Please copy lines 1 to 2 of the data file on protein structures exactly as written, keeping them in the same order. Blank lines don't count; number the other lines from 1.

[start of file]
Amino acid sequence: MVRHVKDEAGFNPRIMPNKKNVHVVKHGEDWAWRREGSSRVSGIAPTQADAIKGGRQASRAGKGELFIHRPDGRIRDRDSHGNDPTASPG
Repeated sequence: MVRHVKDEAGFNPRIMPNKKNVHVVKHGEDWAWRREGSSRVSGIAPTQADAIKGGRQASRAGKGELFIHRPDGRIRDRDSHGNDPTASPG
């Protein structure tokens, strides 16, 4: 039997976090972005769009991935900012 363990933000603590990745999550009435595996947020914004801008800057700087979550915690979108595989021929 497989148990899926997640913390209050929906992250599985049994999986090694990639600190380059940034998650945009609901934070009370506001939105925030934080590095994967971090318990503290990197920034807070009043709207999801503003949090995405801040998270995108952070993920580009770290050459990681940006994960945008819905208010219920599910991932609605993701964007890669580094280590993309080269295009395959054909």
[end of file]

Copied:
Amino acid sequence: MVRHVKDEAGFNPRIMPNKKNVHVVKHGEDWAWRREGSSRVSGIAPTQADAIKGGRQASRAGKGELFIHRPDGRIRDRDSHGNDPTASPG
Repeated sequence: MVRHVKDEAGFNPRIMPNKKNVHVVKHGEDWAWRREGSSRVSGIAPTQADAIKGGRQASRAGKGELFIHRPDGRIRDRDSHGNDPTASPG